Nurse-led clinics reduce severity of childhood atopic eczema: a review of the literature


  • Conflicts of interest
    None declared.

Elizabeth Moore.


Background  The increasing prevalence and impact of atopic eczema in children in Western countries such as Australia substantiate the need to evaluate the current management of this illness. It has been well documented that the most important aspects in the management of atopic eczema are to allow adequate time for education and demonstration of treatments. However, current models of healthcare funding restrict the opportunity for patient education during medical consultation times. The contribution of nursing to patient care through nurse-led clinics has significant potential in the management of many common chronic illnesses, although atopic eczema has received minimal attention by researchers to date.

Objectives  To discuss the current clinical management of atopic eczema, and to identify the evidence surrounding the benefits of nurse-led clinics in managing patients with chronic illnesses.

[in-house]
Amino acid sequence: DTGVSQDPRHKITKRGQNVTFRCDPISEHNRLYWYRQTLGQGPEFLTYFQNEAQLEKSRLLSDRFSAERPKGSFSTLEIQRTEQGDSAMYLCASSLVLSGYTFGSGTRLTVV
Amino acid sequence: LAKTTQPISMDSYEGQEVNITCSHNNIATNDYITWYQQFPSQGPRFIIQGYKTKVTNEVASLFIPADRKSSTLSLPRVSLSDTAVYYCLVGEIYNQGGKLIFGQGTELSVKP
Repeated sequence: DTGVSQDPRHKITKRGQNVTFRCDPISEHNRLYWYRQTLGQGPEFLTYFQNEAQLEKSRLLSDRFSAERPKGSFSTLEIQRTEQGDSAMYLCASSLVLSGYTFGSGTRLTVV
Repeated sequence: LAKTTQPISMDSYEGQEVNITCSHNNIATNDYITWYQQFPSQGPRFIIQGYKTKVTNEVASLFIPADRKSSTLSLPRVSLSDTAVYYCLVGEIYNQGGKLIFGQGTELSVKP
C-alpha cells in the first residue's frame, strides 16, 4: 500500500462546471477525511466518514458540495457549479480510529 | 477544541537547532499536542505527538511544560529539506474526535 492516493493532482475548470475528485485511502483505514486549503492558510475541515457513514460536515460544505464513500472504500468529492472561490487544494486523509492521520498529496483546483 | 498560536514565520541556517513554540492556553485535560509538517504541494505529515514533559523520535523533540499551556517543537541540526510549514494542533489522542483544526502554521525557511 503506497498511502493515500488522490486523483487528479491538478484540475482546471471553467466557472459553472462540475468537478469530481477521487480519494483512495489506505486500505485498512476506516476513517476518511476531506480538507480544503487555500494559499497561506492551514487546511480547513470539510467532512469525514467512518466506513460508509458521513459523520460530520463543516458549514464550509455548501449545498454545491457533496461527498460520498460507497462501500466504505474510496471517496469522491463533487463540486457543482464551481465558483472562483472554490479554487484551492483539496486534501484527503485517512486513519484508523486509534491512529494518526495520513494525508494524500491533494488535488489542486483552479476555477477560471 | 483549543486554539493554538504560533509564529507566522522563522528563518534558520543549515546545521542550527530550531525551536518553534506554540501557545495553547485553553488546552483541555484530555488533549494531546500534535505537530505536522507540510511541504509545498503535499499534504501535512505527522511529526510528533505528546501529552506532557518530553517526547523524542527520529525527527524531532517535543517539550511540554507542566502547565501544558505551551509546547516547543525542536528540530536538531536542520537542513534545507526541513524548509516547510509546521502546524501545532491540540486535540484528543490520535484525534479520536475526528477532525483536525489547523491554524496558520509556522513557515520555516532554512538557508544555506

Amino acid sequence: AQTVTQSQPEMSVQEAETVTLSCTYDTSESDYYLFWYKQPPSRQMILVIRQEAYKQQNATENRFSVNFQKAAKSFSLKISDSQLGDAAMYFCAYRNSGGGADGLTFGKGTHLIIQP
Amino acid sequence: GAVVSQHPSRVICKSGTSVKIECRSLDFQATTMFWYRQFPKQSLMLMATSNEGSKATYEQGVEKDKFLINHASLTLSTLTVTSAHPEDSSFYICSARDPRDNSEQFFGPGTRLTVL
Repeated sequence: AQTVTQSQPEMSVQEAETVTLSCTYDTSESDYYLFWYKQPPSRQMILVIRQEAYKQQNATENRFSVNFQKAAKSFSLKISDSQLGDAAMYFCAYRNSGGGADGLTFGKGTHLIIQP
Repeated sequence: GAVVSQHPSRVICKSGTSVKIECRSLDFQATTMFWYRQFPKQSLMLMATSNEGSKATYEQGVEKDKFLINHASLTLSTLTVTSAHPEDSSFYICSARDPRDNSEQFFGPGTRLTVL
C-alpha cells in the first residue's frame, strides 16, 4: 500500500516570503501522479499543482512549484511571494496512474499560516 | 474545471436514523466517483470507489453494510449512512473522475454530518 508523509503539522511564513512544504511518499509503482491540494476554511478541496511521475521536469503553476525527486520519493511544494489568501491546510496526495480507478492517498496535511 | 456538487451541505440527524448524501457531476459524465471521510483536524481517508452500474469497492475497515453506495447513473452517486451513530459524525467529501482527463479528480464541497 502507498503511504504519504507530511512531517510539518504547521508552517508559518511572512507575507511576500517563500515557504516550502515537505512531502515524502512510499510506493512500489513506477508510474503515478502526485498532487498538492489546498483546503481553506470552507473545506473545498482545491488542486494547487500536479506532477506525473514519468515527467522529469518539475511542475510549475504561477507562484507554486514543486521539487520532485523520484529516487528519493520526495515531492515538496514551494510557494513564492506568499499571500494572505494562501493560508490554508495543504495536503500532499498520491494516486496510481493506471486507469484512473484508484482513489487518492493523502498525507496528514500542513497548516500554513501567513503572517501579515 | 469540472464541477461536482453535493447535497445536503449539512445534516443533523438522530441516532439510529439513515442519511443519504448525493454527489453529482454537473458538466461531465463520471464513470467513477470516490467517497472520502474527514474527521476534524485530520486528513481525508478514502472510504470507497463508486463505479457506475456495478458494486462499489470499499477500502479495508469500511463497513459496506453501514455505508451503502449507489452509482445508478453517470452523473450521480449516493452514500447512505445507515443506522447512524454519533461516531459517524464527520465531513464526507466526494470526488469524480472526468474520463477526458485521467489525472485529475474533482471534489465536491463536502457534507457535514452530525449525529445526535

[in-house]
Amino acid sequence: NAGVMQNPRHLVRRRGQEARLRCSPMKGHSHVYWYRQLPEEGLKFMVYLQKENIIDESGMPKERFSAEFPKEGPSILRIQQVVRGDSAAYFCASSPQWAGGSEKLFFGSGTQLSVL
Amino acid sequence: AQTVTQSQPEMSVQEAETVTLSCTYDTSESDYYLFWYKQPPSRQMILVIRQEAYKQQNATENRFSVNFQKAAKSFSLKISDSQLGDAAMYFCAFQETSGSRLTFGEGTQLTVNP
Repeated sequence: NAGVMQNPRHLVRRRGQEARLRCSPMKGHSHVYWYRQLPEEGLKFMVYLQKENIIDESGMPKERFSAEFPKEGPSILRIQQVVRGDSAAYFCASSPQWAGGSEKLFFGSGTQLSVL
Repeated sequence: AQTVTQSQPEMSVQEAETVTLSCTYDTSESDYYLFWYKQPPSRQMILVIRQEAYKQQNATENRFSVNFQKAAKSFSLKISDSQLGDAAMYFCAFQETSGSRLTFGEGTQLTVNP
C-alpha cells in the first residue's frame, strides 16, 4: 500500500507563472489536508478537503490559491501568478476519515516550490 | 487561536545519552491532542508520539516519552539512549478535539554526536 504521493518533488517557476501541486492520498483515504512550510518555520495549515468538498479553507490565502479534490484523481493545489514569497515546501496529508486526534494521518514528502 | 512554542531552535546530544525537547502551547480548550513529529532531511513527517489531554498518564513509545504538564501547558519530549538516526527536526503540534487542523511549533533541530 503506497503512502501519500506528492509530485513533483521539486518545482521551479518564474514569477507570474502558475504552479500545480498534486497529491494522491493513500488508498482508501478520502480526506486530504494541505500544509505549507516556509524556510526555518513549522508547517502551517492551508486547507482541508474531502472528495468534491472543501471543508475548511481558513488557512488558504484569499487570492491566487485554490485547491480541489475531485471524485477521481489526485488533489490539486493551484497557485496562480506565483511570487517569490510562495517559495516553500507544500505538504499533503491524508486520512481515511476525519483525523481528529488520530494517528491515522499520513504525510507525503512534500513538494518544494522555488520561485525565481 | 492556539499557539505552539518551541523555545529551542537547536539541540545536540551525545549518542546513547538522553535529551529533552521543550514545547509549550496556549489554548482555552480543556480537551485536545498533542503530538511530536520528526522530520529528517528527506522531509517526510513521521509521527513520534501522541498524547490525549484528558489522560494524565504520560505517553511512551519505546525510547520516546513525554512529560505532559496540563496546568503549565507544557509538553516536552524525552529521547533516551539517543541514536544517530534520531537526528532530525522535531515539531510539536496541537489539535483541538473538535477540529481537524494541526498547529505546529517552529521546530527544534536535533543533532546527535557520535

Methods  Systematic searches were undertaken using the Cochrane Library, MedLine, PUBMed and CINAHL from 1995 to 2005. Manual searches of references of retrieved articles identified two additional key studies from 1990 and 1993 which were also included in the review.

Results  In total, 22 relevant publications were identified. These included both primary research and descriptive studies that covered the medical management of eczema, patient education and improved patient outcomes. The evidence emerging from the literature indicates that the current management of eczema through doctor-led clinics could be improved, with doctors often lacking the time to offer sufficient patient education to manage chronic illnesses effectively. The literature supports the efficacy of nurse-led clinics in the management of chronic illnesses. The benefits of nurse-led clinics include increased patient satisfaction, longer consultations resulting in improved patient education and similar health outcomes when compared with care from a doctor. No studies were identified comparing nurse-led and doctor-led clinics in the management of eczema.

Conclusions  The most effective way to manage atopic eczema is to provide adequate time for education and demonstration of treatments, which the literature suggests can be achieved through nurse-led clinics. The literature review supports an investigation researching the outcomes of a nurse-led clinic on reducing the severity of eczema in children.